Külli Taro: Covid certificate to become part of everyday life
The government cannot be held responsible for every time the virus is transmitted, every case of illness or even death. No democratic country can keep people exhibiting symptoms home by force or ban all parties, Külli Taro finds in Vikerraadio's daily comment.
When a child falls and hurts themselves at a playground, some parents accuse the company that built the playground. Perhaps even the government for not banning such dangerous structures. Other parents feel responsible for not looking after their child enough, while yet others will say that things happen, wipe away the child's tears and send them to play.
It seems to me that we are seeing similar strategies deployed to cope with the coronavirus. Some seem to believe it is the government's job to protect them from the virus. Others do everything in their power to avoid it, while some people are simply not that bothered by the virus.
We will best cope with the crisis if everyone does what only or mainly they can do. A person can lower the likelihood of being infected and passing on the disease by staying home when ill, getting vaccinated, washing their hands and avoiding crowded indoor spaces. Companies must make sure their services are safe. The state's task is to organize hospital treatment, vaccination organization, border control, administer information systems and maintain stockpiles.
The government cannot be held responsible for every time the virus is transmitted, every case of illness or even death. No democratic country can keep people exhibiting symptoms home by force or ban all parties. Allowing a maximum of 500 event participants in no way guarantees that an event with 400 participants is safe.
We did not have a long-term measure against the virus last year. Today, we have vaccines. No matter one's personal attitude toward inoculation, it is clear that while vaccination cannot rule out infection and likely also transmission, it remains an effective way to reduce the total number of infections and avoid severe cases of the disease. That is just what we need to avoid hospitals being overwhelmed and people developing serious health problems.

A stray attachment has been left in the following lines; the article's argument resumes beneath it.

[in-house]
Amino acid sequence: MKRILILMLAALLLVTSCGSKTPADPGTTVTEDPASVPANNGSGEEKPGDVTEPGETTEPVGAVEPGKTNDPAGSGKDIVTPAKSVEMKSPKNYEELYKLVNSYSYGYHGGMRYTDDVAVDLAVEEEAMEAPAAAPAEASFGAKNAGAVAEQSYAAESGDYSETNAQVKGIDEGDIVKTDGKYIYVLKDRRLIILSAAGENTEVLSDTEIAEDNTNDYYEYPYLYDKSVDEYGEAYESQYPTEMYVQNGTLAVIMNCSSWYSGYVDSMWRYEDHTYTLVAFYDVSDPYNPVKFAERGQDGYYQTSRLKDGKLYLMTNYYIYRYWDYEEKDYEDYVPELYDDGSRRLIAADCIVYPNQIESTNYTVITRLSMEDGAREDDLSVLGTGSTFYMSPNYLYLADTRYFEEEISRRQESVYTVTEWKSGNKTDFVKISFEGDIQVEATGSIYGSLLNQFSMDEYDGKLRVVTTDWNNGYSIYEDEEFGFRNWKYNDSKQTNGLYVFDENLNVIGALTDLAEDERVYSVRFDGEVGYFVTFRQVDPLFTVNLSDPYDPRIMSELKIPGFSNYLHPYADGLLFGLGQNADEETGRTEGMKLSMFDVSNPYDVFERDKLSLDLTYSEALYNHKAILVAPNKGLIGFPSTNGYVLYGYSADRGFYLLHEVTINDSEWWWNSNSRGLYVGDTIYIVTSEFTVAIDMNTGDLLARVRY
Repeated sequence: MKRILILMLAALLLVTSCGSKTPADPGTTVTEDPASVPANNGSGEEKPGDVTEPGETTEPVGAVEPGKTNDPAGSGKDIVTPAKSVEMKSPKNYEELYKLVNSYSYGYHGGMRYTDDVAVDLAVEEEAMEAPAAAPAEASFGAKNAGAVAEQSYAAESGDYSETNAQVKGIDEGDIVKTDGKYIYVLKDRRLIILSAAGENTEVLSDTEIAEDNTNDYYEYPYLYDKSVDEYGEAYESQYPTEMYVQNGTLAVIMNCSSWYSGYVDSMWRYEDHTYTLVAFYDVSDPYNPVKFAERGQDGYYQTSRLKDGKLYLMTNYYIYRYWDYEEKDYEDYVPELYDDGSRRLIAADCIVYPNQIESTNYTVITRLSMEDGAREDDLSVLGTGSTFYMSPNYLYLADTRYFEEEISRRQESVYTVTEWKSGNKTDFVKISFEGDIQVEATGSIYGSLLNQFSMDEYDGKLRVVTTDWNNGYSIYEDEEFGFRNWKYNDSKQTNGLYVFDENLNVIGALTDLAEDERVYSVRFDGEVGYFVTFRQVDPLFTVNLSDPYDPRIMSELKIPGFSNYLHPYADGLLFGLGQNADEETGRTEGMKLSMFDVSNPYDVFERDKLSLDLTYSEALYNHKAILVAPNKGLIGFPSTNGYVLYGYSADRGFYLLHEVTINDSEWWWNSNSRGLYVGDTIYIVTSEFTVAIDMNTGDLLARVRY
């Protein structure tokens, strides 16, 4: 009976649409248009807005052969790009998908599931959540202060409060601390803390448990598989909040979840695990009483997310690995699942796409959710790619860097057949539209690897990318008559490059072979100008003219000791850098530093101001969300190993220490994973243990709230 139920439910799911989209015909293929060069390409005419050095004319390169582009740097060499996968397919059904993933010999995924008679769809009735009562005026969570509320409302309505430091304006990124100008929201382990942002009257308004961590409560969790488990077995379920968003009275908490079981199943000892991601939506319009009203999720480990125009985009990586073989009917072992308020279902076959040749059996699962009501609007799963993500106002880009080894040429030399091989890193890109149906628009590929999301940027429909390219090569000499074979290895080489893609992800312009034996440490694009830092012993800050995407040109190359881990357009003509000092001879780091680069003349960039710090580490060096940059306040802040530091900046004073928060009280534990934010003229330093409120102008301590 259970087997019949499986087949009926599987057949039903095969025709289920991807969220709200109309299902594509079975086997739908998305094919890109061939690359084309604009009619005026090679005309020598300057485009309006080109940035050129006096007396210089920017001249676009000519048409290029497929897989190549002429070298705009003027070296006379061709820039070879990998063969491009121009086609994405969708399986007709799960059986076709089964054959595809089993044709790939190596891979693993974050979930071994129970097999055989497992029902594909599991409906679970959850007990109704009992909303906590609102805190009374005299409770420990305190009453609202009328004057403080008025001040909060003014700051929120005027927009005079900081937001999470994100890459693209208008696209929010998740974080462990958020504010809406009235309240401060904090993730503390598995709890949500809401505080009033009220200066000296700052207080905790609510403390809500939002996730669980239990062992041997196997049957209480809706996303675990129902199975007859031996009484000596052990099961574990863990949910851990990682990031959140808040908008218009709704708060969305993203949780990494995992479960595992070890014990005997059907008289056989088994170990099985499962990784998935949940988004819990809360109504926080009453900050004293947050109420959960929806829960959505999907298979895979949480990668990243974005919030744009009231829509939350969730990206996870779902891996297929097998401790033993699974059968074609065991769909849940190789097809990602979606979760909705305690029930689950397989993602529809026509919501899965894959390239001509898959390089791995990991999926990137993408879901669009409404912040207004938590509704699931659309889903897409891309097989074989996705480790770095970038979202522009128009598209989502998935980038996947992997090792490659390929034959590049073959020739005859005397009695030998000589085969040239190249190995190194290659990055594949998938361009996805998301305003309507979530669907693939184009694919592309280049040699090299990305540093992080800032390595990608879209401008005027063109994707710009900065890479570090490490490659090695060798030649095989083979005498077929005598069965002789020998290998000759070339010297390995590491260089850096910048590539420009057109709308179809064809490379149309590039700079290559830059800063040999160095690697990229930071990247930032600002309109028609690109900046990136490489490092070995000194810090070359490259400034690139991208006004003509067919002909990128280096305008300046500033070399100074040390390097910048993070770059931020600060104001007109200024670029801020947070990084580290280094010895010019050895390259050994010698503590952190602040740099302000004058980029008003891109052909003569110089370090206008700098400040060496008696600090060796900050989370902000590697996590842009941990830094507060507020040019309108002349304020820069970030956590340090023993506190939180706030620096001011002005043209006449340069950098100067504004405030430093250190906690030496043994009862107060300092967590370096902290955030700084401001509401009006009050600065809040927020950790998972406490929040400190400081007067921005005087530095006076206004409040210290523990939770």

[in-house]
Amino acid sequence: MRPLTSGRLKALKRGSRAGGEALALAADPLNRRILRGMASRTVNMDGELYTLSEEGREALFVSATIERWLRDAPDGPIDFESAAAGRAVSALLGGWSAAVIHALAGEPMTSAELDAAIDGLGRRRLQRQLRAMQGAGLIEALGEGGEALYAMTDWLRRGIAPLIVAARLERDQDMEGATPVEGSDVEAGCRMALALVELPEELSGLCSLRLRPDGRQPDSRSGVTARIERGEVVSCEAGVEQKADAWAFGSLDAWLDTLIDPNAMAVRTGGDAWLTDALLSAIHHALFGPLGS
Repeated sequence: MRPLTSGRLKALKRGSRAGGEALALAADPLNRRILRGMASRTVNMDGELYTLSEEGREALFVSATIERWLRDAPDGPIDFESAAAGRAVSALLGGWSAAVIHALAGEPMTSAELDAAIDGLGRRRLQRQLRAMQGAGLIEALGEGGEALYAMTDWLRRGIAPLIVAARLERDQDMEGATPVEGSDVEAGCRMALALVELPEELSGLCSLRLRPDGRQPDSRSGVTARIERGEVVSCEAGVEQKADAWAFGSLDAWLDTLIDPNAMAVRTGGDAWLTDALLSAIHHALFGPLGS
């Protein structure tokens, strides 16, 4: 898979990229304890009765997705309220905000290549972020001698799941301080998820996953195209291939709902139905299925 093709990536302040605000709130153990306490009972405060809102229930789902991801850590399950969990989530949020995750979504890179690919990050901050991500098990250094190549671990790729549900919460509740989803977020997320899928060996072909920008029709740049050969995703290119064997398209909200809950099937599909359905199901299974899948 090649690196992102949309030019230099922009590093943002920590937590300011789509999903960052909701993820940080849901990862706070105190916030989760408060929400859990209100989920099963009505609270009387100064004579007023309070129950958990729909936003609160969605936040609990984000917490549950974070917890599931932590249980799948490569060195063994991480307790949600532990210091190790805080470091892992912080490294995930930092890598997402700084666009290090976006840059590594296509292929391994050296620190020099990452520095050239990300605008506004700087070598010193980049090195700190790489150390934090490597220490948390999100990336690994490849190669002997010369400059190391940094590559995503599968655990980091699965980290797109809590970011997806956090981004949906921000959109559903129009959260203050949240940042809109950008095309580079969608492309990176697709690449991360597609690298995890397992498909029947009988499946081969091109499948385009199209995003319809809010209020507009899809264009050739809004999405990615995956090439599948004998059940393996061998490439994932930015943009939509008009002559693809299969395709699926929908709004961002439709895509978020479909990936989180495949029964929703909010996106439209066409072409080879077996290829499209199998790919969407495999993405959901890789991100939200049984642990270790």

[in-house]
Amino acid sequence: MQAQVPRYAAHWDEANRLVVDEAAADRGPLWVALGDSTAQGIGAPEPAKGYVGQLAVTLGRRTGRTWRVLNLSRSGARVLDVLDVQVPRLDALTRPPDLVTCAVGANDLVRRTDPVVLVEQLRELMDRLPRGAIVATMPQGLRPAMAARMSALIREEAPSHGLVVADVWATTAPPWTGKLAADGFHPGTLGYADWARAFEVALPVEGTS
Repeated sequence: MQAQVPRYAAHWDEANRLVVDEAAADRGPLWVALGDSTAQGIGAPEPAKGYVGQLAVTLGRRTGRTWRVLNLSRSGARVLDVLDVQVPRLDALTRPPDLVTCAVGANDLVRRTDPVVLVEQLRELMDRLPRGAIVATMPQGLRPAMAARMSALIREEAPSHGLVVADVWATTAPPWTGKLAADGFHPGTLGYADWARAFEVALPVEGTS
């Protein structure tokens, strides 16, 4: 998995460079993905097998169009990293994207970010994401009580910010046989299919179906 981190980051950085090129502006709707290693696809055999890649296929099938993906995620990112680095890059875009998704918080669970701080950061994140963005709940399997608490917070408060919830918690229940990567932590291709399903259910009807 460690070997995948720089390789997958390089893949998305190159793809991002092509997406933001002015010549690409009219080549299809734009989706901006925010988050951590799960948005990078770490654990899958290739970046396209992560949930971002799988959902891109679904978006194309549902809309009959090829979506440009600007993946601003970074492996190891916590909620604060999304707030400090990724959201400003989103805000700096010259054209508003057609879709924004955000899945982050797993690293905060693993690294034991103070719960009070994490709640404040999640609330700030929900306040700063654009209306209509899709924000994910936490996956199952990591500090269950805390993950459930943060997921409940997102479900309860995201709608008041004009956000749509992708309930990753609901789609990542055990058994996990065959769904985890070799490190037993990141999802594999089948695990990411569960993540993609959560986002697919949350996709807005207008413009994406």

Even though the European Union has said vaccination should not be mandatory, many member states are plotting a different course. The most widespread measure is obligating healthcare, social and education workers to get vaccinated.
We can read from the news that vaccination has picked up speed in France and Italy after the countries started requiring people to produce vaccination certificates when going to the movies, museum, gym or restaurant. Malta requires everyone entering the country to produce the certificate, as well as citizens of third countries working there.
Countries sporting different regimes and administrative traditions are stricter still. Fiji that is leading the world in vaccinations per capita has made immunization mandatory for all public and private sector workers. In Saudi Arabia, everyone whose work takes them out of their home must be vaccinated. Public transport, public institutions or sports clubs remain closed to those who cannot provide proof of vaccination.
The United Arab Emirates are even experimenting with double measures, with people needing to prove that they are immunized as well as produce a negative test result to access some events. Authorities in Pakistan's Punjab Province have even threatened to block the mobile phones of people who refuse to be vaccinated. However, that is an extreme example of interesting ideas in a colorful world.
Global developments tell us that vaccination will become rather unavoidable in one way or another. Vital services will likely remain available in Estonia and a negative test result a viable alternative to vaccination. However, one might not have such choices when traveling abroad.
Therefore, the coronavirus certificate will become a natural part of life in the near future. We are used to producing our ticket's barcode when going to the movies or boarding a plane. In the future, a QR code will be added. This will see responsibility move back into the hands of people and companies, instead of the state regulating our every step.
For life to go on and for essential human intimacy and communication to recover, all sides must be responsible as far as things that depend on them are concerned. The private sector has already set an example. Estonia's leading gym operator said even before the government's decision that it will check the Covid certificates of everyone coming in starting from this week. I remember having to produce proof of not having a fungal infection before going to the swimming pool when I was a kid. Or be prepared to show my toes. So, everything new really is well-forgotten old.
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Editor: Marcus Turovski